Bob E. Lype & Associates - Attorneys at Law in Chattanooga, Tennessee
Bob E. Lype - Attorney at Law in Chattnooga, Tennessee
Client-centered service in a general civil practice, with an emphasis in employment law matters, trial and appellate work, and general business advice.
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Supreme Court Clarifies Religious Discrimination under Title VII

The U.S. Supreme Court has issued an opinion which clarifies the standards for religious discrimination claims under Title VII. In EEOC v. Abercrombie & Fitch Stores, Inc., opinion issued June 1, 2015, the Court considered a claim asserted by a female Muslim applicant who sought employment with the clothing retailer while wearing a head-scarf. Abercrombie & Fitch has a "Look Policy" to ensure that its employees exemplify the "look" associated with the merchandise. The "Look Policy" forbids any type of "caps" because they are too informal. The applicant was rejected due to the "Look Policy" and her head-scarf.

Most importantly for the case, the applicant did not request an "accommodation" to be permitted to wear the head-scarf at work, so as to accommodate her religious beliefs and practices. Abercrombie & Fitch argued that, because of this, it did not have "actual knowledge" of the applicant's need for an accommodation. The Supreme Court rejected this argument, holding that "motive and knowledge are separate concepts," and Title VII prohibits actions based on certain motives, regardless of the actor's knowledge. The Title VII accommodation obligation does not include a "knowledge" requirement (as does the ADA "reasonable accommodation" obligation).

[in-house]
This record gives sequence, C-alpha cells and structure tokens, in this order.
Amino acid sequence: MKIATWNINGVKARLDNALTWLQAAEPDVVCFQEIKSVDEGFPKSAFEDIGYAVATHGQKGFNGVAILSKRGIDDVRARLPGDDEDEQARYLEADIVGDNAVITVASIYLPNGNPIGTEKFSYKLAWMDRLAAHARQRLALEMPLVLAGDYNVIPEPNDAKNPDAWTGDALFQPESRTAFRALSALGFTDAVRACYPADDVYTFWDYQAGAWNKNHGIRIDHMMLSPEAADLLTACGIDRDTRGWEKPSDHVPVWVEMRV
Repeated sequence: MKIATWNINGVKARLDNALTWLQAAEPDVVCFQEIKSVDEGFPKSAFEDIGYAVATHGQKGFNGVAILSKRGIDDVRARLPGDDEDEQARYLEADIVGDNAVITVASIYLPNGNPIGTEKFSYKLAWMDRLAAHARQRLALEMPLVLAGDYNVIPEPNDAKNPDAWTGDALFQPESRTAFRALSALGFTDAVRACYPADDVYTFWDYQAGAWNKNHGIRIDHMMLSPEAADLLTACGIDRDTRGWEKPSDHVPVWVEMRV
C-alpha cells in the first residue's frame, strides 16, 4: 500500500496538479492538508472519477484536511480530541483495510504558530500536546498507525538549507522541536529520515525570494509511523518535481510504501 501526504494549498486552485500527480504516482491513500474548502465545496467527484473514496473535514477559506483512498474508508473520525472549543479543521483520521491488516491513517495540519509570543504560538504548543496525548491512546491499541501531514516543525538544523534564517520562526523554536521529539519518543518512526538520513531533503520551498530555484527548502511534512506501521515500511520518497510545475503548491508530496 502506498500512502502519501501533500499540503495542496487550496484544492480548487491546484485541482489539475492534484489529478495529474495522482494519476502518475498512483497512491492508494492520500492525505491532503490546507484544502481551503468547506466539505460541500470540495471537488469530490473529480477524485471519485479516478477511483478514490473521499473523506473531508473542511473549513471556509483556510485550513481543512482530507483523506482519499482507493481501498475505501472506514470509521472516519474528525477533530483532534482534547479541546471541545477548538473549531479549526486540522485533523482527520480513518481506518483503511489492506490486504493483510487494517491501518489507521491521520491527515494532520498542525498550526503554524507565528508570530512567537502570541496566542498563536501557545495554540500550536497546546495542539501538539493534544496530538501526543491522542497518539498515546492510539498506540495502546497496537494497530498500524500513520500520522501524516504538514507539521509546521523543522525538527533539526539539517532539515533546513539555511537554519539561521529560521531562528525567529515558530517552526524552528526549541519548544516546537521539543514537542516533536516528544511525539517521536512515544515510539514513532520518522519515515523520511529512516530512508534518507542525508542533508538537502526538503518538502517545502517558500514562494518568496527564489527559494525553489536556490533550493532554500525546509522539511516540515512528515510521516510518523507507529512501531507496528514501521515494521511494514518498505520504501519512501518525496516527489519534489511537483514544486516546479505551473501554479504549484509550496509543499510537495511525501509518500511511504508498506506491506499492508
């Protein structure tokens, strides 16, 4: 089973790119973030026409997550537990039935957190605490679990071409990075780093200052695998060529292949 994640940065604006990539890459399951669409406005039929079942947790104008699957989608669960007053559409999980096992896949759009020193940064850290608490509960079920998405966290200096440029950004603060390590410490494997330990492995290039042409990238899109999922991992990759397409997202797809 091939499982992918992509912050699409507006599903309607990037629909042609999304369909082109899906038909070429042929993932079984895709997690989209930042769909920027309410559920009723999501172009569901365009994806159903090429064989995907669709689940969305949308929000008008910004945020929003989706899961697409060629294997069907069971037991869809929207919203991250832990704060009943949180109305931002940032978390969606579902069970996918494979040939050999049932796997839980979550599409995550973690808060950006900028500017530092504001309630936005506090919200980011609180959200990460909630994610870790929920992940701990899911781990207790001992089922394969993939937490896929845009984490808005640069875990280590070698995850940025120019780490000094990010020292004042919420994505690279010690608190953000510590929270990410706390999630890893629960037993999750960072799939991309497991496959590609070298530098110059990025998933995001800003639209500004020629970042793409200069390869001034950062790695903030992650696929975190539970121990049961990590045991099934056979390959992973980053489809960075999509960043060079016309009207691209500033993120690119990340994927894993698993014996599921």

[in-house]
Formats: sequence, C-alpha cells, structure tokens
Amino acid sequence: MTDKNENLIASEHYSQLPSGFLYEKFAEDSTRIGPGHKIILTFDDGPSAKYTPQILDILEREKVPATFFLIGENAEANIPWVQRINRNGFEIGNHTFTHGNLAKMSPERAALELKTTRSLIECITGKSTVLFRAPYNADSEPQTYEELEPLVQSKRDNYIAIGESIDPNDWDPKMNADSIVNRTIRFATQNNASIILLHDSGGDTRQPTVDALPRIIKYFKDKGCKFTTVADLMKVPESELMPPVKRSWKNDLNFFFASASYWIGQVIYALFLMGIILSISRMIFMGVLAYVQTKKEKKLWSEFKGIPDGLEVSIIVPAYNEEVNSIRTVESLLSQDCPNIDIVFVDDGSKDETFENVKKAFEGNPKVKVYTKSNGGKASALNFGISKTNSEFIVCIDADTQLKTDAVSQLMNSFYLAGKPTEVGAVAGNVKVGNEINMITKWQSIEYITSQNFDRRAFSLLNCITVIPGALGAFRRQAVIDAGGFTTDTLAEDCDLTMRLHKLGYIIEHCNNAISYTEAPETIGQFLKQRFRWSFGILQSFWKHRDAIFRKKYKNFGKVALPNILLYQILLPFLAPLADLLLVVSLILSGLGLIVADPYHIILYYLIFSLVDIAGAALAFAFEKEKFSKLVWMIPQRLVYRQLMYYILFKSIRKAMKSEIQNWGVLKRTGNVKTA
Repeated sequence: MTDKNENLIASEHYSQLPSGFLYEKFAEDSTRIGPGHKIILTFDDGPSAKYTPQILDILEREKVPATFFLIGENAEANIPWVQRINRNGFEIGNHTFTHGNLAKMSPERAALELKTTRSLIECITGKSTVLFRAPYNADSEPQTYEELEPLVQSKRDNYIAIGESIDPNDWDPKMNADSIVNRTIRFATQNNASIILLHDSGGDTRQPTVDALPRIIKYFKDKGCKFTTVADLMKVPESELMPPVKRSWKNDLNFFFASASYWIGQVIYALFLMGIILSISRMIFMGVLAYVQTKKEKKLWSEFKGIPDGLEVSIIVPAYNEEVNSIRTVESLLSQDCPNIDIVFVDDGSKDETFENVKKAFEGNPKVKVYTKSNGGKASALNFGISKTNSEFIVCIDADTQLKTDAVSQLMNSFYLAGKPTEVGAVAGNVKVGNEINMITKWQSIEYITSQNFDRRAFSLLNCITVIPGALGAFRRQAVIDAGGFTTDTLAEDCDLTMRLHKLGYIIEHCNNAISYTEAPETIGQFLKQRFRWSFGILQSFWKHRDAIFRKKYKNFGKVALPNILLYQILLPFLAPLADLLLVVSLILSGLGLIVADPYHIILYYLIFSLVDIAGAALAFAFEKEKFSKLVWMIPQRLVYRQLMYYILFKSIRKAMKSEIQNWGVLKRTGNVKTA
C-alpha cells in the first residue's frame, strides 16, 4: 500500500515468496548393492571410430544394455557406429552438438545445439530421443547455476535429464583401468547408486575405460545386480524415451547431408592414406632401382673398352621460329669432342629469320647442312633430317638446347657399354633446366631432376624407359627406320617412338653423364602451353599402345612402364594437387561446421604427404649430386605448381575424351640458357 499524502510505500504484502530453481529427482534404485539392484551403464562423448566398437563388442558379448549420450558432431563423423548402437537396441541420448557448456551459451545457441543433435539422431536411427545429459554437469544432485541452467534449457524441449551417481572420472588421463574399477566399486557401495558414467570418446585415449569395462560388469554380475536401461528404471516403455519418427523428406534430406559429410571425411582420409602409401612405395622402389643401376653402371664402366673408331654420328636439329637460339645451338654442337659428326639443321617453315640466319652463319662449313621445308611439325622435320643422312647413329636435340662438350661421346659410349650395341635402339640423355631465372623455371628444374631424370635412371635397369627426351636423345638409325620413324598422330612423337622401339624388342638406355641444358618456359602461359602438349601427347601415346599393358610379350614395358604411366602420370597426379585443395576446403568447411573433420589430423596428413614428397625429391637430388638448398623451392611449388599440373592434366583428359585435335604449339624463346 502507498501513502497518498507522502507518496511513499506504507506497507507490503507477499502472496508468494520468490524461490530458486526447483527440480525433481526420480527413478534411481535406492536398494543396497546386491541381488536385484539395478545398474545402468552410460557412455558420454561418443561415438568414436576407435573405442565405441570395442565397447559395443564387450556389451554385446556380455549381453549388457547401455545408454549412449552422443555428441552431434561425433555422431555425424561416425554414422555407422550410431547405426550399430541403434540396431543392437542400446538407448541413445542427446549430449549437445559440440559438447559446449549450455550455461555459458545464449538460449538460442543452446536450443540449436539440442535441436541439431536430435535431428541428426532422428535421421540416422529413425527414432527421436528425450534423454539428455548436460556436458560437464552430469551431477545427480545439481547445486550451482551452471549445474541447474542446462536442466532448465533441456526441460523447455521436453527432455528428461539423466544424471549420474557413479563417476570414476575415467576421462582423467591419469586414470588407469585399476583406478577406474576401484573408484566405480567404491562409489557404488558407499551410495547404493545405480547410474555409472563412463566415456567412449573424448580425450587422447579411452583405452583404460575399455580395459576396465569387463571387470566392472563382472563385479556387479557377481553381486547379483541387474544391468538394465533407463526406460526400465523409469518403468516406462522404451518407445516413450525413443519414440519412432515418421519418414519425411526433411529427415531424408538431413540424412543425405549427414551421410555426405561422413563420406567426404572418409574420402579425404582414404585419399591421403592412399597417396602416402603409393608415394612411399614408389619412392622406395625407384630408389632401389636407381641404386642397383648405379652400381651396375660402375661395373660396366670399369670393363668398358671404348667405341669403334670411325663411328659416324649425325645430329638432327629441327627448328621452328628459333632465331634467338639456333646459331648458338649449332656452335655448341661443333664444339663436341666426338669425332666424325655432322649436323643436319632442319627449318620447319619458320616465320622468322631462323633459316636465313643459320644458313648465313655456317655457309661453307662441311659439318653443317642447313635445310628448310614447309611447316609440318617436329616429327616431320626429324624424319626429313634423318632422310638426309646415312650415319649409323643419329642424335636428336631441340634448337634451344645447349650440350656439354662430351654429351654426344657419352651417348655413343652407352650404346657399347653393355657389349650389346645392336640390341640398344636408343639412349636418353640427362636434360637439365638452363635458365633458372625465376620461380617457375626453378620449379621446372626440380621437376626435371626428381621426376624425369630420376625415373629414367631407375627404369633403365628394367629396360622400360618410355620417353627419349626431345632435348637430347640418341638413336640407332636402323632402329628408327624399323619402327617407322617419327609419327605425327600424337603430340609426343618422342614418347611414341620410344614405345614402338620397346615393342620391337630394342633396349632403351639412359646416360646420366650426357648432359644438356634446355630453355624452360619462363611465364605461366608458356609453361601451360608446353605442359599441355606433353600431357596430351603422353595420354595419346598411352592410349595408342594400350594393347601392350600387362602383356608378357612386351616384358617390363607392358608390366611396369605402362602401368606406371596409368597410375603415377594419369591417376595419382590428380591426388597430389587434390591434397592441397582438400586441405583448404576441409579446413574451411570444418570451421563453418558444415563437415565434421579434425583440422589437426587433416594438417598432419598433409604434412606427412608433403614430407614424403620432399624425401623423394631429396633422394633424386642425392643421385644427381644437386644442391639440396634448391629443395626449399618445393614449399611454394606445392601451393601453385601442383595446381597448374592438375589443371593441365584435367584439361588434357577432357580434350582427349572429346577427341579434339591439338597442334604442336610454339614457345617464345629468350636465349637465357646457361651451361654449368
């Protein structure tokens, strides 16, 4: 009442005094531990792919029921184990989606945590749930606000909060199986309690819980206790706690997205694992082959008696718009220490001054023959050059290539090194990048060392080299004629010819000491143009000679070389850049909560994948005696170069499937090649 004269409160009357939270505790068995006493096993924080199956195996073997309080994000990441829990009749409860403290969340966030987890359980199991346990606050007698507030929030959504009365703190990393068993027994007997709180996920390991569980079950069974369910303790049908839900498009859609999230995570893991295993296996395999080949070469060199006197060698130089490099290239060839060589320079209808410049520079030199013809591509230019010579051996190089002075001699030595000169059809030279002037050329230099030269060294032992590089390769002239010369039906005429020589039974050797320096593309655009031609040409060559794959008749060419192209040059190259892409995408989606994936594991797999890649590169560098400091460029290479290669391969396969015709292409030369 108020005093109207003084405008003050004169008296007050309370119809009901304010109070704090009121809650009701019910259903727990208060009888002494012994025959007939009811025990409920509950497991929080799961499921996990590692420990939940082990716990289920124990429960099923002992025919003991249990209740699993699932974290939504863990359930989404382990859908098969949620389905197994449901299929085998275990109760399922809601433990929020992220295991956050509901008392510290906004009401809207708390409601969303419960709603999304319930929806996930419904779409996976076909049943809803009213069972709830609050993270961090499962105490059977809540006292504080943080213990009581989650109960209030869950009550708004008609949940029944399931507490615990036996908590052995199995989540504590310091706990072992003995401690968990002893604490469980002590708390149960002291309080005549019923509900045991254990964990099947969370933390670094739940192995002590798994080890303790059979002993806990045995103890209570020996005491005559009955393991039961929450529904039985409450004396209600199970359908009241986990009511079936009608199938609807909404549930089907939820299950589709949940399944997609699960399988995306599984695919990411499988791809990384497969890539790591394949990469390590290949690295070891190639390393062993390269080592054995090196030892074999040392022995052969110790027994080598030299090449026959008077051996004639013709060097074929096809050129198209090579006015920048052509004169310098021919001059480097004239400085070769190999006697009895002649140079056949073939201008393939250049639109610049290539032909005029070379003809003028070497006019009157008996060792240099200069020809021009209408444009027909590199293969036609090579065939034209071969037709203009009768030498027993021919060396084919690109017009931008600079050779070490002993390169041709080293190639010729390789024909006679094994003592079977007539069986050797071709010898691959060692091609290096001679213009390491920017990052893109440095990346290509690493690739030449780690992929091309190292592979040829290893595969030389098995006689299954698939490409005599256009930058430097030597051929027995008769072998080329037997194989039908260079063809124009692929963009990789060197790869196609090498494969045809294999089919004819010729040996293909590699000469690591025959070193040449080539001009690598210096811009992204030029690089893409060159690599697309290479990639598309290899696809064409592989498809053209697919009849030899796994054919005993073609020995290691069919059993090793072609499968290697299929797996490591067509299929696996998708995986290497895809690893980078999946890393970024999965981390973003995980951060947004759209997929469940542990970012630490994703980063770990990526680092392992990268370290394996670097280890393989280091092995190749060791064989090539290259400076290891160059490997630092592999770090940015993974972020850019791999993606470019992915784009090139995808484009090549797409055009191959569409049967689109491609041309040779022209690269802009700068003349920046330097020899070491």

Abercrombie & Fitch also argued that its "Look Policy" prohibition against employees wearing "caps" was a "neutral" policy, and therefore, its employment decision was not intentional discrimination based on religion. The Supreme Court also rejected this argument, noting that "Title VII does not demand mere neutrality with regard to religious practices," but rather, it gives religious practices "favored treatment, affirmatively obligating employers" not to make employment decisions "because of religious observance and practices." So, an employer cannot escape liability because of a "neutral policy."

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